“…the details contained within the GDP report paint a much less healthy picture of the economy and confirm other indicators that suggest it continued to lose momentum at the start of 2019.”
“US sanctions came into effect on Sunday to block Venezuela’s economic lifeline of oil exports, in what Washington hopes will be a major blow in its fledgling campaign to topple leftist President Nicolas Maduro…
“Oil is the lifeblood of Venezuela’s crippled economy, accounting for 96% of exports.”
“The impact of U.S. sanctions on Iran’s economy is dragging on the broader region’s activity, according to the latest economic health check from the International Monetary Fund (IMF).
“The organization predicts a 1.7% contraction in the output of goods and services for non-Gulf Cooperation Council (GCC) oil exporters, after already having shrunk by 1.1% last year.”
“A row between Israel and the Palestinian Authority (PA) over deducted tax revenues reached new heights on Monday as the PA’s president, Mahmoud Abbas, refused to accept anything other than the full amount his government is owed.
“Tens of thousands of PA employees have been left out of pocket as austerity measures are imposed to help balance the authority’s books, and are struggling to survive.”
“A delegation of the IMF arrived in Pakistan on Monday to hold technical discussions for a bailout package to the cash-strapped country, days after Prime Minister Imran Khan met IMF chief Christine Lagarde in China.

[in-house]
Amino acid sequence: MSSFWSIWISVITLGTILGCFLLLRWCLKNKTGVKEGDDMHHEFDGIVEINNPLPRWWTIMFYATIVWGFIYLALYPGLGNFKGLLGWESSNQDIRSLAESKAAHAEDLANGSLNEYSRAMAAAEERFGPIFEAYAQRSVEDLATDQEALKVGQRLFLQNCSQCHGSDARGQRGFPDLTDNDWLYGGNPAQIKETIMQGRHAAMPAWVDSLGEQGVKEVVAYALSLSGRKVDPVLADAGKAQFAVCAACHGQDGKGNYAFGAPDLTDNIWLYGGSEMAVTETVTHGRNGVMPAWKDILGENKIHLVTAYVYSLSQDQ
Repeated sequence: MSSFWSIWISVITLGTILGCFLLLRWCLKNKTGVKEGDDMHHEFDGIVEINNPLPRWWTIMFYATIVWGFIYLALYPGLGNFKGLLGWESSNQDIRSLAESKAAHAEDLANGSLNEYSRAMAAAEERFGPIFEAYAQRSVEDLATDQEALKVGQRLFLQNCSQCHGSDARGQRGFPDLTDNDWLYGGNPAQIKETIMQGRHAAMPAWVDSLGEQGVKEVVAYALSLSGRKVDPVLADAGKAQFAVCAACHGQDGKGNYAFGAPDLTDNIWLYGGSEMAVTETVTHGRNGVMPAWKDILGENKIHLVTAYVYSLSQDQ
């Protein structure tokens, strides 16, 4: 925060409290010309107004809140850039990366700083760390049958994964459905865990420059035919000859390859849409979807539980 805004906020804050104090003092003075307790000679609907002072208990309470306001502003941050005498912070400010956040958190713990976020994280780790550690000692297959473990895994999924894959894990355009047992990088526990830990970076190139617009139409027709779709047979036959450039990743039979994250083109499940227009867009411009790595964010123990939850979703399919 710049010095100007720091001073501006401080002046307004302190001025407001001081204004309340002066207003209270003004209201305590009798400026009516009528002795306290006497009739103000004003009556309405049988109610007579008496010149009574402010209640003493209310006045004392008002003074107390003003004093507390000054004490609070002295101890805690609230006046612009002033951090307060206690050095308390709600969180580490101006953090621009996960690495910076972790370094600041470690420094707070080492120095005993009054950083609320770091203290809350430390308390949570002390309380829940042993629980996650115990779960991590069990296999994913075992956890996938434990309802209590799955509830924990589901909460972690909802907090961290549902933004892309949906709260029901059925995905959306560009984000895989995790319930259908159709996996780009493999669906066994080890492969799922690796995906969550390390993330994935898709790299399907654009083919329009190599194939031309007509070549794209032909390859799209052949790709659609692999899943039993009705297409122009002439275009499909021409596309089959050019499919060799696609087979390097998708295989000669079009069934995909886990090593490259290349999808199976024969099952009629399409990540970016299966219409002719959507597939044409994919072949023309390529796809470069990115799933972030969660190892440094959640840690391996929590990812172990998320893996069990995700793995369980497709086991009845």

“Pakistan is seeking USD 8 billion from the International Monetary Fund (IMF) to bail itself out from a severe balance-of-payments crisis that threatens to cripple the country’s economy.”
“South Korea’s economy shrank in the first quarter of 2019. That is a headache for policymakers in Seoul, but it might also have a wider significance. While Hong Kong itself might be sheltered to some degree, there may be troubled times ahead for other open economies in Asia whose fortunes are closely tied to China.
“US dollar strength, coupled with an elevated oil price, will only make matters worse.”
“China’s factory activity softened in April, official data showed Tuesday, in the latest sign that the world’s second-largest economy remains on uneven footing despite a raft of government stimulus measures.
“The Purchasing Managers’ Index (PMI), a key gauge of factory conditions, came in at 50.1 for the month, down from 50.5 in March, the National Bureau of Statistics said.”
“China’s Evergrande was supposed to scale back its towering debt pile this year, leading the country’s property sector in a much needed deleveraging. But a surge in US dollar borrowing has investors worried the burden will actually grow…
“Evergrande is China’s most highly indebted property developer, owing a total of more than $100bn, while the industry faces a wall of more than $300bn in maturing debts in the next two-and-a-half years.”
“Global military expenditure reached its highest level last year since the end of the Cold War, mainly fueled by increased spending by the United States and China, the world’s two biggest economies, a leading defence think-tank has said.
“In its annual report published on Monday, the Stockholm International Peace Research Institute (SIPRI) said overall global military spending in 2018 hit $1.82 trillion, up by 2.6 percent on the previous year.”